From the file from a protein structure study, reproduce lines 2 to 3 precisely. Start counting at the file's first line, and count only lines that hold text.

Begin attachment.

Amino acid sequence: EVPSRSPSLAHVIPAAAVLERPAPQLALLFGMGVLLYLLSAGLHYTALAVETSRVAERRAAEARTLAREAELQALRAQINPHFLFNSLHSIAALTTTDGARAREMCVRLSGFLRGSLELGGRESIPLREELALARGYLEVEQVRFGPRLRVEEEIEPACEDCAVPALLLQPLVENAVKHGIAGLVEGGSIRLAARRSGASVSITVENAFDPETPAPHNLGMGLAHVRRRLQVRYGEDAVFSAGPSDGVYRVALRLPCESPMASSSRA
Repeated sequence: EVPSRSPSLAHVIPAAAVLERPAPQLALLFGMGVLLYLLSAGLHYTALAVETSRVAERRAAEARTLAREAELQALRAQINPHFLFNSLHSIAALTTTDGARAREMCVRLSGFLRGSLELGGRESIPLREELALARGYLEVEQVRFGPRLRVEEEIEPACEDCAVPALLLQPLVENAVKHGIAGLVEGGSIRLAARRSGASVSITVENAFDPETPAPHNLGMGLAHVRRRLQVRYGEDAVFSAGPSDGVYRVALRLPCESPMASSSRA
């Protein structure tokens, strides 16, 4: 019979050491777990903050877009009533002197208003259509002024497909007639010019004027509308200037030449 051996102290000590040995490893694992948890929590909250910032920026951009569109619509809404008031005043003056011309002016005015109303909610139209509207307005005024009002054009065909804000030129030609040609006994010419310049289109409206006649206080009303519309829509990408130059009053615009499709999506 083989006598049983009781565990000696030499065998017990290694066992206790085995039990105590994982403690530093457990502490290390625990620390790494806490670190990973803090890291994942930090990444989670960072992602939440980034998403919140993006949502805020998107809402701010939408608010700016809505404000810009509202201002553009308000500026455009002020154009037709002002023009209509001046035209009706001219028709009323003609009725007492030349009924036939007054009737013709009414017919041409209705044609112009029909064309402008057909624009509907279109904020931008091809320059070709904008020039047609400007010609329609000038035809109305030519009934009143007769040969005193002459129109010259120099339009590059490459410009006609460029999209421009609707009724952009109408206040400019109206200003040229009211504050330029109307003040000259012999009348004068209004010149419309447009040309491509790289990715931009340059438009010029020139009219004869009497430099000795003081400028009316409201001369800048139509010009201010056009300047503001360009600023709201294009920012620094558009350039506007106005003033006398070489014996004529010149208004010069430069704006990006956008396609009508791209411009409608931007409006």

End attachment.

Repeated sequence: EVPSRSPSLAHVIPAAAVLERPAPQLALLFGMGVLLYLLSAGLHYTALAVETSRVAERRAAEARTLAREAELQALRAQINPHFLFNSLHSIAALTTTDGARAREMCVRLSGFLRGSLELGGRESIPLREELALARGYLEVEQVRFGPRLRVEEEIEPACEDCAVPALLLQPLVENAVKHGIAGLVEGGSIRLAARRSGASVSITVENAFDPETPAPHNLGMGLAHVRRRLQVRYGEDAVFSAGPSDGVYRVALRLPCESPMASSSRA
């Protein structure tokens, strides 16, 4: 019979050491777990903050877009009533002197208003259509002024497909007639010019004027509308200037030449 051996102290000590040995490893694992948890929590909250910032920026951009569109619509809404008031005043003056011309002016005015109303909610139209509207307005005024009002054009065909804000030129030609040609006994010419310049289109409206006649206080009303519309829509990408130059009053615009499709999506 083989006598049983009781565990000696030499065998017990290694066992206790085995039990105590994982403690530093457990502490290390625990620390790494806490670190990973803090890291994942930090990444989670960072992602939440980034998403919140993006949502805020998107809402701010939408608010700016809505404000810009509202201002553009308000500026455009002020154009037709002002023009209509001046035209009706001219028709009323003609009725007492030349009924036939007054009737013709009414017919041409209705044609112009029909064309402008057909624009509907279109904020931008091809320059070709904008020039047609400007010609329609000038035809109305030519009934009143007769040969005193002459129109010259120099339009590059490459410009006609460029999209421009609707009724952009109408206040400019109206200003040229009211504050330029109307003040000259012999009348004068209004010149419309447009040309491509790289990715931009340059438009010029020139009219004869009497430099000795003081400028009316409201001369800048139509010009201010056009300047503001360009600023709201294009920012620094558009350039506007106005003033006398070489014996004529010149208004010069430069704006990006956008396609009508791209411009409608931007409006």